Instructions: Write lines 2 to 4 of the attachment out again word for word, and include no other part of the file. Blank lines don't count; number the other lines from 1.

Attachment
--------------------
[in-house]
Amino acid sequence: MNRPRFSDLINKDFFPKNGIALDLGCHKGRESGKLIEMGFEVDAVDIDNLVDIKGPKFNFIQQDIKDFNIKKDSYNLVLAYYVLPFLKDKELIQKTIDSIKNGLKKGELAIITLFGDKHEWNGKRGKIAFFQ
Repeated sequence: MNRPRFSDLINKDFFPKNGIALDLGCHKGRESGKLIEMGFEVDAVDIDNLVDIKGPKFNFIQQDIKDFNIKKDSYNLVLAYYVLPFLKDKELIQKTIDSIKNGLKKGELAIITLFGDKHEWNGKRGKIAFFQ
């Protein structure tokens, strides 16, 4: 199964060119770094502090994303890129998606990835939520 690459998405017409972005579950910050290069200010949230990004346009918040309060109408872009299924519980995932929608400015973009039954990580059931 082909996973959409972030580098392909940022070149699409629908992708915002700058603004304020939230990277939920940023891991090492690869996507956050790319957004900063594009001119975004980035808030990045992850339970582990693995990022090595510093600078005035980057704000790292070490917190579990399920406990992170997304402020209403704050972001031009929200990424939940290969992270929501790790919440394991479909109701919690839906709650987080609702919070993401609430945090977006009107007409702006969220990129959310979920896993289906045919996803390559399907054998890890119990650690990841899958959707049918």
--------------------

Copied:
Amino acid sequence: MNRPRFSDLINKDFFPKNGIALDLGCHKGRESGKLIEMGFEVDAVDIDNLVDIKGPKFNFIQQDIKDFNIKKDSYNLVLAYYVLPFLKDKELIQKTIDSIKNGLKKGELAIITLFGDKHEWNGKRGKIAFFQ
Repeated sequence: MNRPRFSDLINKDFFPKNGIALDLGCHKGRESGKLIEMGFEVDAVDIDNLVDIKGPKFNFIQQDIKDFNIKKDSYNLVLAYYVLPFLKDKELIQKTIDSIKNGLKKGELAIITLFGDKHEWNGKRGKIAFFQ
């Protein structure tokens, strides 16, 4: 199964060119770094502090994303890129998606990835939520 690459998405017409972005579950910050290069200010949230990004346009918040309060109408872009299924519980995932929608400015973009039954990580059931 082909996973959409972030580098392909940022070149699409629908992708915002700058603004304020939230990277939920940023891991090492690869996507956050790319957004900063594009001119975004980035808030990045992850339970582990693995990022090595510093600078005035980057704000790292070490917190579990399920406990992170997304402020209403704050972001031009929200990424939940290969992270929501790790919440394991479909109701919690839906709650987080609702919070993401609430945090977006009107007409702006969220990129959310979920896993289906045919996803390559399907054998890890119990650690990841899958959707049918």